IBM Research has taken the wraps off a new computing architecture and chip inspired by the “most powerful, efficient information processing device in the world”, the human brain.
IBM’s SyNAPSE program has been running for a while and yesterday’s announcement, which explained a little about the new software environment used for its neurosynaptic chips, is just the latest step in creating computers that mimic the human brain. Initial programming for IBM Research’s cognitive computing chips was done on an individual basis but the company has introduced corelets, reusable sections of the chip’s core which would “allow developers to create apps without programming individual neurosynaptic cores – all they would have to know is the overall task of a particular corelet.”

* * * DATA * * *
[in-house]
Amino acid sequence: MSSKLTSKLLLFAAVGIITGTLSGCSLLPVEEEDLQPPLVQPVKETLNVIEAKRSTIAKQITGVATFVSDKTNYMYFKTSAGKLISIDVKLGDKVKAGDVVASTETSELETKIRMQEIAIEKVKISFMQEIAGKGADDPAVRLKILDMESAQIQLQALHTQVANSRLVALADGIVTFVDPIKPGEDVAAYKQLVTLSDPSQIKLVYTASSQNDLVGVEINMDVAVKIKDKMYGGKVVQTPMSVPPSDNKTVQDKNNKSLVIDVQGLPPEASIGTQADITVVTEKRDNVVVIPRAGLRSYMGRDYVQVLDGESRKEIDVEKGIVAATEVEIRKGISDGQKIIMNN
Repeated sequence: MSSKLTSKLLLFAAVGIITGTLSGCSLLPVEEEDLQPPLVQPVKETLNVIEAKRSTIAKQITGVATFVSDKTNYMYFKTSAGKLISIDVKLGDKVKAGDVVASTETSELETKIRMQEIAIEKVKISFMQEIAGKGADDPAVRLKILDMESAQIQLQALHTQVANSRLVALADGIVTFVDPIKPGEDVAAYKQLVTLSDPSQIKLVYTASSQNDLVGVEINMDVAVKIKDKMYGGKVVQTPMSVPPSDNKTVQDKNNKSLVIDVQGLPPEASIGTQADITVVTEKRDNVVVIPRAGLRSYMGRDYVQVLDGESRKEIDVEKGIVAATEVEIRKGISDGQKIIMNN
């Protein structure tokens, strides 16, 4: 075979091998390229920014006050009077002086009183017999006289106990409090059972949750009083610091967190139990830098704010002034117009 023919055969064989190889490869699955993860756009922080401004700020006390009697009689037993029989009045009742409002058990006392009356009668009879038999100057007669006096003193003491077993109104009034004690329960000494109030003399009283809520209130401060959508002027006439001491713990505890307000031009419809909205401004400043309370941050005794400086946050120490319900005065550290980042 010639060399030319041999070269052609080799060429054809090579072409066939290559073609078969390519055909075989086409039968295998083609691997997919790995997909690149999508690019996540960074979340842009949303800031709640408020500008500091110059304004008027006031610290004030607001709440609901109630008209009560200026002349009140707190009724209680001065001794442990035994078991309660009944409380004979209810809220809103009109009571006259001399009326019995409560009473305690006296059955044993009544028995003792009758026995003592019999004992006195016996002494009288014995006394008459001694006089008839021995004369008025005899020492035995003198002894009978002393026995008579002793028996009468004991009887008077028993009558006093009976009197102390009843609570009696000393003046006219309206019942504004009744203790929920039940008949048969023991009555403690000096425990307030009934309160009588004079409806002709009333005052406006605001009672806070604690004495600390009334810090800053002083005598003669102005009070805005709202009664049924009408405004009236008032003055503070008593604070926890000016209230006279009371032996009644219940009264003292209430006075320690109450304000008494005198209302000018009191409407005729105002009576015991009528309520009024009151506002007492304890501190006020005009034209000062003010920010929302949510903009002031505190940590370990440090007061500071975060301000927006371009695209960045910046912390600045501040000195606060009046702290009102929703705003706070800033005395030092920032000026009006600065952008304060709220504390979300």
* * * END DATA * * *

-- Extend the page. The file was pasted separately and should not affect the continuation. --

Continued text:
There are 150 corelets available to IBM at the moment and more are being programmed. In the absence of the actual neurosynaptic chip’s availability to developers, the corelets are being programmed in a simulator of the system that IBM has.
The end goal is a congnitive computing system “with ten billion neurons and hundred trillion synapses, all while consuming only one kilowatt of power and occupying less than two liters of volume” which will probably make its way into IBM’s Watson. After that, we’ll see how intelligent computers can be.